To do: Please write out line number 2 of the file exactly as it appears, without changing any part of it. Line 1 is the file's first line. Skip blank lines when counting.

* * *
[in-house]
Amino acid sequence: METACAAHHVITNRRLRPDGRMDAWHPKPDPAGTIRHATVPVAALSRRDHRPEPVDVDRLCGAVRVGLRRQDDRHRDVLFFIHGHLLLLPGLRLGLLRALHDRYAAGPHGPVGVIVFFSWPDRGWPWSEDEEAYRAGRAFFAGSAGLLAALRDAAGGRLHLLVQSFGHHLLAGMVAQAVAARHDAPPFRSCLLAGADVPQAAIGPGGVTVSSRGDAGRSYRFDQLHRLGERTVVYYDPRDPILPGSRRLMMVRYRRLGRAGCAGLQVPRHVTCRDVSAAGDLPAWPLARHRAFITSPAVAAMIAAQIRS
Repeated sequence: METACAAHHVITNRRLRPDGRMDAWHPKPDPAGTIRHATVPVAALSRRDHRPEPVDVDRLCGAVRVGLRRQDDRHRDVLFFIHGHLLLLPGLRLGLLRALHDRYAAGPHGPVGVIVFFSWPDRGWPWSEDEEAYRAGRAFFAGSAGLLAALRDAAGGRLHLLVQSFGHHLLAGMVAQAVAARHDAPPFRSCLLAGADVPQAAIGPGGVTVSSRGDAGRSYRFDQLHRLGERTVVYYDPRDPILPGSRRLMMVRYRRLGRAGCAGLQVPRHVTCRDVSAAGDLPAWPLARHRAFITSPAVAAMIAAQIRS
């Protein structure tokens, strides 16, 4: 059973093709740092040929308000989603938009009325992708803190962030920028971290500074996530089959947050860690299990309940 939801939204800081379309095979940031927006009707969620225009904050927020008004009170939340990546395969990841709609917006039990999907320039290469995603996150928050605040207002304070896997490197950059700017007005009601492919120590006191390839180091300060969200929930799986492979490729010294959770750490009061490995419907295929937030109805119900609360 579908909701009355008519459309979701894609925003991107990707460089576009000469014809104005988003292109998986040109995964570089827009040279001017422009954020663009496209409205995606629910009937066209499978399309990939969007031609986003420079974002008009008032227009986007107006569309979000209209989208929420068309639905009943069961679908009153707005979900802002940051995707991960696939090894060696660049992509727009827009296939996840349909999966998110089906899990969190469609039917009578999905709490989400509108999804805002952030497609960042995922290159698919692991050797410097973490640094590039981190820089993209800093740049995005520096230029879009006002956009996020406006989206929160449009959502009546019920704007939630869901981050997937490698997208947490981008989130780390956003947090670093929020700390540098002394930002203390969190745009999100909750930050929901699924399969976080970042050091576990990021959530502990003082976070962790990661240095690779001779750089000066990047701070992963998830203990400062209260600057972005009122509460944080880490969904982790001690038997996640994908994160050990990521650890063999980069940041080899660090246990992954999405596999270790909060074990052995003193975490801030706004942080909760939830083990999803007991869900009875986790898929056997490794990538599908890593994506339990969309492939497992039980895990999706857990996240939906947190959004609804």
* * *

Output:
Amino acid sequence: METACAAHHVITNRRLRPDGRMDAWHPKPDPAGTIRHATVPVAALSRRDHRPEPVDVDRLCGAVRVGLRRQDDRHRDVLFFIHGHLLLLPGLRLGLLRALHDRYAAGPHGPVGVIVFFSWPDRGWPWSEDEEAYRAGRAFFAGSAGLLAALRDAAGGRLHLLVQSFGHHLLAGMVAQAVAARHDAPPFRSCLLAGADVPQAAIGPGGVTVSSRGDAGRSYRFDQLHRLGERTVVYYDPRDPILPGSRRLMMVRYRRLGRAGCAGLQVPRHVTCRDVSAAGDLPAWPLARHRAFITSPAVAAMIAAQIRS